The next physics quest for Super-K is the search for the unknown neutrino oscillation parameter, “Theta _13” as part of the T2K experiment. The signature of non-zero Theta_13 is a tiny amount of electron neutrino appearance in a beam of muon neutrinos. The T2K experiment is designed to measure this parameter by looking for muon neutrinos produced in an accelerator at the JPARC center north of Tokyo to transform into electron neutrinos after they travel 295 km across Japan. Since this is a very small effect, a powerful beam is needed to create just a few of these events.
In the latest T2K results, the accelerator made a beam pulse of neutrinos over two million times. Six events consistent with an electron neutrino were observed, although only 1.5 events would have been seen if muon neutrinos don’t oscillate into electron neutrinos. The probability that the observation is just due to a chance fluctuation is less than 1%.
Super-K is located near Toyama city in Japan. In fact, Toyama is a sister city of Durham . Home to Toyama bay, firefly squid and excellent Buri, you can be there in a short 20 hours from Durham!
Members of the group make frequent trips to the experiment and some are based there. We have been and are involved in both the physical construction and maintenance of the experiment, and data analysis from both Super-K and T2K.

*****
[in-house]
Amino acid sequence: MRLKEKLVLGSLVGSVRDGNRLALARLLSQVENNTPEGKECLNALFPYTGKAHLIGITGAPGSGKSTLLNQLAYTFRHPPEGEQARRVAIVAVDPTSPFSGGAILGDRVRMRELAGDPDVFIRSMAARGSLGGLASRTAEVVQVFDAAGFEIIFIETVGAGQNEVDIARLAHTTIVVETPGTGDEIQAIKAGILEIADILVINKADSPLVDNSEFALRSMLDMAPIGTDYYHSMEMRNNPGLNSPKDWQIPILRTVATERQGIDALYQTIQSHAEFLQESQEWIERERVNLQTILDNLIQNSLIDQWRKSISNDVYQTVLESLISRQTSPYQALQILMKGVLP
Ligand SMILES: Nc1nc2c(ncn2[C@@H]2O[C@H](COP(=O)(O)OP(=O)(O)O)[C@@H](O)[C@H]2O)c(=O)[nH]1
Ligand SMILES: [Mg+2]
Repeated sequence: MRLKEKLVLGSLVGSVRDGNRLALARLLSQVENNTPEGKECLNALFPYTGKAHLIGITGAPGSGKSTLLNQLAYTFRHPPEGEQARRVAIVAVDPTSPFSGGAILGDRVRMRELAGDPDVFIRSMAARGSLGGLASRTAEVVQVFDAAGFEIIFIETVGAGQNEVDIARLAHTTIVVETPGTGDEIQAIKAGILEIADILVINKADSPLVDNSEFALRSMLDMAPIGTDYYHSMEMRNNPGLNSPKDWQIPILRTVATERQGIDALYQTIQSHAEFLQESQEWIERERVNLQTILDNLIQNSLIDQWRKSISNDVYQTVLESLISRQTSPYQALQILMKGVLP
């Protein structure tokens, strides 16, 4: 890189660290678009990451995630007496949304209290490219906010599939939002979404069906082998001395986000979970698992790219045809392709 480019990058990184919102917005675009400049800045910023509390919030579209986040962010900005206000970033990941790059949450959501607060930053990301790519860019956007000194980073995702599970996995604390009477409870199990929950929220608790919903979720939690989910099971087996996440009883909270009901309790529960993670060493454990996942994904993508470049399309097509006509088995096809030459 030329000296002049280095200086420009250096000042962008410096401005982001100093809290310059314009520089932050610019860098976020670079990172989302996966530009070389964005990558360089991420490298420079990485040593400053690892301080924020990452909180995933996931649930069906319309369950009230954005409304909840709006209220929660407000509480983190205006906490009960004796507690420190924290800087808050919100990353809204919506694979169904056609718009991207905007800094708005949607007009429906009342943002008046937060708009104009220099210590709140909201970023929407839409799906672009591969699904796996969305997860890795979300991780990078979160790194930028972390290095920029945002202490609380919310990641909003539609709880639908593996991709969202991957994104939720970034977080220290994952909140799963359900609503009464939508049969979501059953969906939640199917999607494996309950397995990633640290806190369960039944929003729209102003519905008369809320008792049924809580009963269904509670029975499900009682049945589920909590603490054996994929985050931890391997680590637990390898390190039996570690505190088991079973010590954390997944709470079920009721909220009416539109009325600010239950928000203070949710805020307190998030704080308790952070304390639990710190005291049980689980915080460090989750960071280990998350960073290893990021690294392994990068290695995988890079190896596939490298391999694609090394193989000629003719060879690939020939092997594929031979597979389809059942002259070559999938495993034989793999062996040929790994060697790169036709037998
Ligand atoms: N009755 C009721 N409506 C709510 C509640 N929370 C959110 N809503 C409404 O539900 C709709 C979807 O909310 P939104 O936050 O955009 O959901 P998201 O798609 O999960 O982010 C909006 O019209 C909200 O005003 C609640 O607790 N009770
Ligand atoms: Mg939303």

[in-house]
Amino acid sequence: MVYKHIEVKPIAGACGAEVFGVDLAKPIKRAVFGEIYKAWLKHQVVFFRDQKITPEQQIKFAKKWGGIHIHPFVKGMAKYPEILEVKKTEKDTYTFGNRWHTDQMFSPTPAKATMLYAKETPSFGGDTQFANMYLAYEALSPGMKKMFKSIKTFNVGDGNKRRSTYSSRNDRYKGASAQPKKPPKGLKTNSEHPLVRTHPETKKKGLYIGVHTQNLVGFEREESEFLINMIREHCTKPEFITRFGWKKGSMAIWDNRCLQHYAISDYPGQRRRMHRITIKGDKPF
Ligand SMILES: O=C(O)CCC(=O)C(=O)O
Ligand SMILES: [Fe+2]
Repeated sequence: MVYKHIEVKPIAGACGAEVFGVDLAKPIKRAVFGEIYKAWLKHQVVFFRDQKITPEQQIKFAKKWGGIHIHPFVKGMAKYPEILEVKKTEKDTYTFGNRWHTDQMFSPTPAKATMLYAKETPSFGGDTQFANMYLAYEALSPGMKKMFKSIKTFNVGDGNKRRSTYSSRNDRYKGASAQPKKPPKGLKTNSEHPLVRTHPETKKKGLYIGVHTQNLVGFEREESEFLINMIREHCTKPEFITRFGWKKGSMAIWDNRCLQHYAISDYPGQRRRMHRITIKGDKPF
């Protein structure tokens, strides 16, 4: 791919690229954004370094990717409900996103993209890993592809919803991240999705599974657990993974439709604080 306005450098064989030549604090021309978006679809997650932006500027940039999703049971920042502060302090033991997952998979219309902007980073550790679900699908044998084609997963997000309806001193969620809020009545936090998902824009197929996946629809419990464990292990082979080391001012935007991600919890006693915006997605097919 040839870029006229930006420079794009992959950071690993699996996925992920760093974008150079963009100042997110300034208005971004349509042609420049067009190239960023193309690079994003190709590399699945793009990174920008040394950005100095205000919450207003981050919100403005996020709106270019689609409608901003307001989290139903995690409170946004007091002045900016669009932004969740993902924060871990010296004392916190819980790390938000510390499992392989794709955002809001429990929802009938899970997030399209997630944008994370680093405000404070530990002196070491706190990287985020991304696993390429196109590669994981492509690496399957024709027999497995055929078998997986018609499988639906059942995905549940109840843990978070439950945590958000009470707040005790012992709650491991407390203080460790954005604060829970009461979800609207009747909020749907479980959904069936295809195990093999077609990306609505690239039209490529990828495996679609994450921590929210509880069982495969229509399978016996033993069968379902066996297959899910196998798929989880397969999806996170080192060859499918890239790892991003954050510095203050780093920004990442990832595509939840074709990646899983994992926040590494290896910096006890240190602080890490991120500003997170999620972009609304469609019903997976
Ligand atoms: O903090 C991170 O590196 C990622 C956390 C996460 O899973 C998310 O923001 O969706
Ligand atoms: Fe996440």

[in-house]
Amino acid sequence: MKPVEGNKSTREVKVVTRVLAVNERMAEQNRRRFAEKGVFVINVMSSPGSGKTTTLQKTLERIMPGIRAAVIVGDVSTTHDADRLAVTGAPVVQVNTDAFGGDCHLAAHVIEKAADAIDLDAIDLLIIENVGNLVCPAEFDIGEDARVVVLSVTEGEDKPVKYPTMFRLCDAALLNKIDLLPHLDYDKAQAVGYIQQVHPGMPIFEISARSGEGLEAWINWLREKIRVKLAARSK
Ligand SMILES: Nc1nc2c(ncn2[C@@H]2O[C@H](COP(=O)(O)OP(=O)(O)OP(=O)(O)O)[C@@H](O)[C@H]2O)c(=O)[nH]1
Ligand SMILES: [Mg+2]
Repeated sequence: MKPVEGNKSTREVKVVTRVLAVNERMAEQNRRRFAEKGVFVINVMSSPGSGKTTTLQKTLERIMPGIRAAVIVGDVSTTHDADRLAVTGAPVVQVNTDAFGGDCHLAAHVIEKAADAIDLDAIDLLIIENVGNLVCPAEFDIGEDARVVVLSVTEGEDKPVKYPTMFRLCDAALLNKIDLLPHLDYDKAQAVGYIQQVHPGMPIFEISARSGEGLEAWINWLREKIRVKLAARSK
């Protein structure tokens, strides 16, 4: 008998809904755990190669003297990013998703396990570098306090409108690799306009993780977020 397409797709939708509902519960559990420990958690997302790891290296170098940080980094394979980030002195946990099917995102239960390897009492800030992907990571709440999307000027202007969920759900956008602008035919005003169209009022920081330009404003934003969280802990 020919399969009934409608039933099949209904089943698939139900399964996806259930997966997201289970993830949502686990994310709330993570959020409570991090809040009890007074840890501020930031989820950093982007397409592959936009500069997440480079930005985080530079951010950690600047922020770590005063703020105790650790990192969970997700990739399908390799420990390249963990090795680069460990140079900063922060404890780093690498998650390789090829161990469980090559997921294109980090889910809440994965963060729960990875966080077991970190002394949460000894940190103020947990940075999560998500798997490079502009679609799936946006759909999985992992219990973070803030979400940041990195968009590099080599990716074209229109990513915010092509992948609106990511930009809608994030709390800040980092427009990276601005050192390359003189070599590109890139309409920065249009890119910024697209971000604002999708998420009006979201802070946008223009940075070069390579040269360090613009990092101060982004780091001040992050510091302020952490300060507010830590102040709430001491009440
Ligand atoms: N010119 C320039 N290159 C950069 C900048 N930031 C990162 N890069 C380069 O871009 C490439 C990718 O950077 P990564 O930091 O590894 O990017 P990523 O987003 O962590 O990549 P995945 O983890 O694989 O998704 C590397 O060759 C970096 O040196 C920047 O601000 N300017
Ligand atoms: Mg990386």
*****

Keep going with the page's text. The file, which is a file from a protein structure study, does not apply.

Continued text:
The Helium and Lead Observatory (HALO) is a dedicated supernova neutrino detector that is presently under construction underground at SNOLAB in the Creighton Mine in Sudbury Ontario Canada.
It uses 76 tonnes of annular lead blocks instrumented with 128 tubular Helium-3 neutron detectors to detect neutrinos from supernovae within our galaxy. As a part of the worldwide Supernova Early Warning System (SNEWS), it will help detect supernovae by their neutrino burst, before their light reaches Earth, allowing time to notify both professional and amateur astronomers.
World Wide, several detectors currently running or nearing completion are sensitive to a core collapse supernova neutrino signal in the Milky Way. The neutrino signal emerges promptly from a supernova’s core, whereas it may take hours for the first photons to be visible. Therefore, the detection of the neutrino burst from the next Galactic supernova can provide an early warning for astronomers. Putting several detectors in coincidence can provide the astronomical community with a very high confidence early warning of the supernova’s occurrence. In addition, the SNEWS alarm may be able to serve as a trigger for detectors which are not able to trigger on a supernova signal by themselves, allowing extra data to be saved.
The SNEWS project involves an international collaboration of experimenters representing current supernova neutrino detectors. In addition, gravitational wave detectors will be involved. The goal of SNEWS is to provide the astronomical community with a prompt alert of the occurrence of a Galactic core collapse event. We are also engaged in cooperative inter-experiment work, such as downtime coordination and inter-experiment timing verification, designed to optimize global sensitivity to a core collapse supernova signal.